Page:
<img height="1" width="1" style="display:none" src="https://www.facebook.com/tr?id=1718282601810296&amp;ev=PageView&amp;noscript=1">

Screen vs paper: How should you plot your finance plans?


The battle between analogue and digital is one that is still very much raging. While many would argue that digital has already won hands-down, there are others who are ardently striving to keep writing by hand alive – stationery suppliers, for one. The majority of office work gets carried out using a PC (or a Mac, depending on which way you swing), leaving little time to use paper and pen – despite the obvious benefits of going back to basics. We’ll take a look at the benefits of both screen and paper, and which you should use when formulating your finance plans.

Handwriting is nearing extinction, and some believe we shouldn’t even teach it in schools.

In 2012, a UK-based printing company Docmail conducted a survey of 2,000 people and found that a third of respondents hadn’t written anything by hand in the last six months. More worrying was the fact that one sixth of respondents didn’t think handwriting should be taught in schools anymore. The survey also found that many found it hard to read their own writing after scribbling down notes. The evidence suggests that the pen and paper might be dying a slow death, as screens and keyboards replace what was for hundreds of years the only way to write. But are screens really that much better than their traditional counterparts in the context of drafting finance plans?

Writing on paper gives you greater freedom – especially in the planning process 

Before the vanguards of digital foretell of the demise of stationery suppliers owing to fewer people using paper and pen, handwriting brings with it a host of benefits that can’t be enjoyed when using a screen. Handwriting on paper “allows much greater graphic freedom”, says a specialist on codex (aka handwritten) manuscripts, cited in a Guardian newspaper article about handwriting vs typing.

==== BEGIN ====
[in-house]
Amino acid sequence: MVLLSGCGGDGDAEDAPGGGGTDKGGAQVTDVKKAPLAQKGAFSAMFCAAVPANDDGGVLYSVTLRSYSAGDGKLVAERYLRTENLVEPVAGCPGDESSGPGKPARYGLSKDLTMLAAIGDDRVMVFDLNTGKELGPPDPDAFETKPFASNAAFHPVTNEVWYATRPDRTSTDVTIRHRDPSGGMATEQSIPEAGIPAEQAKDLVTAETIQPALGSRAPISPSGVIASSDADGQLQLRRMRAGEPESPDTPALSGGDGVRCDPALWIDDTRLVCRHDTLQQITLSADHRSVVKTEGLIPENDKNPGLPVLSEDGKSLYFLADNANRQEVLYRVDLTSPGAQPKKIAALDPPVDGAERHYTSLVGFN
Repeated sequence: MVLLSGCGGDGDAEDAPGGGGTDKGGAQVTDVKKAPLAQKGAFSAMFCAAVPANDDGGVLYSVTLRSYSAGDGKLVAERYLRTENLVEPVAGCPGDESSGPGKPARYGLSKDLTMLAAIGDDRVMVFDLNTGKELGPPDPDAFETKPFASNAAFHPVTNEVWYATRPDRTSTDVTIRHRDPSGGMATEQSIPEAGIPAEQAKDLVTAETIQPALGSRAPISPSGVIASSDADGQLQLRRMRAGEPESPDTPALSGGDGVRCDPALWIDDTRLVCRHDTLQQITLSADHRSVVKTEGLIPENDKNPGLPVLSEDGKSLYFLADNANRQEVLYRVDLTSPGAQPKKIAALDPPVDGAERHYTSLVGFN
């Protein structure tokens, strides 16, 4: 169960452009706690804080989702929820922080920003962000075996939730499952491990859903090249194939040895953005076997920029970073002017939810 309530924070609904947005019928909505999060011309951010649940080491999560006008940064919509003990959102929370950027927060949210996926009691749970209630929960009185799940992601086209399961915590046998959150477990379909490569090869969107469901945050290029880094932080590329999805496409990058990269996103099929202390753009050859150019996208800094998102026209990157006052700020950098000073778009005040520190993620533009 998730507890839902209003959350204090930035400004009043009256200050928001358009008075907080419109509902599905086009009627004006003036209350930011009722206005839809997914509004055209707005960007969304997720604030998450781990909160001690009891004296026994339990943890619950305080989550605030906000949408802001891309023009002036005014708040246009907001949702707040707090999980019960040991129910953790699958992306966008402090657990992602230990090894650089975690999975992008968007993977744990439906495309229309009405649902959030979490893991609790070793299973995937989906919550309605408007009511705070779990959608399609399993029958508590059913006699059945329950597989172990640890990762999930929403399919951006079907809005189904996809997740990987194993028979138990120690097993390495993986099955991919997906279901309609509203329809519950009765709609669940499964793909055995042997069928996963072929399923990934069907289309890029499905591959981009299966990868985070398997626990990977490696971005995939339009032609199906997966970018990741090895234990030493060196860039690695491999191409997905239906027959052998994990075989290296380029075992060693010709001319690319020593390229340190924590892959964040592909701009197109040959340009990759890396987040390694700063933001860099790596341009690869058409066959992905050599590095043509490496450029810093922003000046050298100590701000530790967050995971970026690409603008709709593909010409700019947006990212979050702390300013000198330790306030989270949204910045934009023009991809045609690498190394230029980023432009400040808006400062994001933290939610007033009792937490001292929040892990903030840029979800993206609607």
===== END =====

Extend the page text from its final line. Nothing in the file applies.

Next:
You don’t have to conform to writing from left to right, and you can scribble anyhow and anywhere, which gives you more freedom when drafting your finance plans.

Using paper and pen gives you a welcome break from the distraction of the internet and the tiring effects of a screen.

Using a paper and pen slows down the time between an idea being formed and it arriving on the page, allowing you more time to develop ideas before jotting them down. Using a pen offers a welcome break from the keyboard and screen, and the tapping sound of typing, as well as the distraction of the internet. Working on paper is also less tiring and less stressful than working from a screen, research from the University of Karlstad has shown. What’s more, if you use a pen and paper during the development process of your finance plan, you have evidence of any ideas you might have lost if you had accidently pressed the delete button on your PC

Working on a computer lets you type faster and makes editing easier – perfect for capturing a formulated plan.

The benefits of using screens for creating finalised finance plans are obvious. Not only has Excel made the tabulation of numbers a breeze, but you can write faster on a keyboard than you would with a pen or pencil. That time saved can give you more time to think, Opines a professor of rhetoric in the same Guardian article mentioned above. Working on a screen lets you edit and organise more easily and gives you a clearer view of your work. You can change fonts, alter text size and perform complex calculations – pretty handy for drafting finance plans. Working on a screen also allows you to check for spelling and grammar mistakes: something office stationery can’t do.

Stationery suppliers OfficeBox understand that there’s a time for paper and a time for the screen. To view our wide selection of office stationery and office supplies, visit our website. Alternatively, contact us to find out how stationery suppliers like us can help your business be more efficient.

Image credit:www.ebuyer.com
David Adams
30 November 2017